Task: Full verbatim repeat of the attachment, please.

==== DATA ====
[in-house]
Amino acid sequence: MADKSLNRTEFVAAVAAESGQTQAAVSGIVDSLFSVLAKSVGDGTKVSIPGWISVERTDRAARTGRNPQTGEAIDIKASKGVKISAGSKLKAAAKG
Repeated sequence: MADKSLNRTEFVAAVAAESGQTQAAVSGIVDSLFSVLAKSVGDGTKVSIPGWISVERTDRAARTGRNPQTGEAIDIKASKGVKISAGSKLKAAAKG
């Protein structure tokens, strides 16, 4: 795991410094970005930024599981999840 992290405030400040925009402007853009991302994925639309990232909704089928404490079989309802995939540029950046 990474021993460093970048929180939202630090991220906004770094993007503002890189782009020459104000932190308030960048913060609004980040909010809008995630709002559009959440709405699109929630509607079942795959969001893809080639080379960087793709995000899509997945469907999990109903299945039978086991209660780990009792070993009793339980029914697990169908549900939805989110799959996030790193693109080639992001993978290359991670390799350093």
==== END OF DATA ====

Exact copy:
[in-house]
Amino acid sequence: MADKSLNRTEFVAAVAAESGQTQAAVSGIVDSLFSVLAKSVGDGTKVSIPGWISVERTDRAARTGRNPQTGEAIDIKASKGVKISAGSKLKAAAKG
Repeated sequence: MADKSLNRTEFVAAVAAESGQTQAAVSGIVDSLFSVLAKSVGDGTKVSIPGWISVERTDRAARTGRNPQTGEAIDIKASKGVKISAGSKLKAAAKG
């Protein structure tokens, strides 16, 4: 795991410094970005930024599981999840 992290405030400040925009402007853009991302994925639309990232909704089928404490079989309802995939540029950046 990474021993460093970048929180939202630090991220906004770094993007503002890189782009020459104000932190308030960048913060609004980040909010809008995630709002559009959440709405699109929630509607079942795959969001893809080639080379960087793709995000899509997945469907999990109903299945039978086991209660780990009792070993009793339980029914697990169908549900939805989110799959996030790193693109080639992001993978290359991670390799350093």